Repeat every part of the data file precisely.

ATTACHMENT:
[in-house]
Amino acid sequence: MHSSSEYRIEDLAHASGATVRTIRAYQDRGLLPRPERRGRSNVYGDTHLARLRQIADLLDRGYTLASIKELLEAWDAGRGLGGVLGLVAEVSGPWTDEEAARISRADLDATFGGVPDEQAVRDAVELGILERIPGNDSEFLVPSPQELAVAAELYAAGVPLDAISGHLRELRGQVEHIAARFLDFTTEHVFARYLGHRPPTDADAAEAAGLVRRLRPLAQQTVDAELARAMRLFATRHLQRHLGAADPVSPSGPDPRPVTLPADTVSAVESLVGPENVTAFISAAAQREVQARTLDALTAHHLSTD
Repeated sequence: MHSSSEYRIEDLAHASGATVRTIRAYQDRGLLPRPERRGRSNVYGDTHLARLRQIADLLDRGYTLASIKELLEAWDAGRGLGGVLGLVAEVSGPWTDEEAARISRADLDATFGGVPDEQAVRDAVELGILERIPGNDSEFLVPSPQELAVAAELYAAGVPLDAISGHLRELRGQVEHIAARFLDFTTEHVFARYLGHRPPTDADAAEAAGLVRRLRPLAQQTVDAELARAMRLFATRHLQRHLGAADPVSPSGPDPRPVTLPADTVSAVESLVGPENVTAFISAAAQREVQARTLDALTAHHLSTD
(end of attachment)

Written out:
[in-house]
Amino acid sequence: MHSSSEYRIEDLAHASGATVRTIRAYQDRGLLPRPERRGRSNVYGDTHLARLRQIADLLDRGYTLASIKELLEAWDAGRGLGGVLGLVAEVSGPWTDEEAARISRADLDATFGGVPDEQAVRDAVELGILERIPGNDSEFLVPSPQELAVAAELYAAGVPLDAISGHLRELRGQVEHIAARFLDFTTEHVFARYLGHRPPTDADAAEAAGLVRRLRPLAQQTVDAELARAMRLFATRHLQRHLGAADPVSPSGPDPRPVTLPADTVSAVESLVGPENVTAFISAAAQREVQARTLDALTAHHLSTD
Repeated sequence: MHSSSEYRIEDLAHASGATVRTIRAYQDRGLLPRPERRGRSNVYGDTHLARLRQIADLLDRGYTLASIKELLEAWDAGRGLGGVLGLVAEVSGPWTDEEAARISRADLDATFGGVPDEQAVRDAVELGILERIPGNDSEFLVPSPQELAVAAELYAAGVPLDAISGHLRELRGQVEHIAARFLDFTTEHVFARYLGHRPPTDADAAEAAGLVRRLRPLAQQTVDAELARAMRLFATRHLQRHLGAADPVSPSGPDPRPVTLPADTVSAVESLVGPENVTAFISAAAQREVQARTLDALTAHHLSTD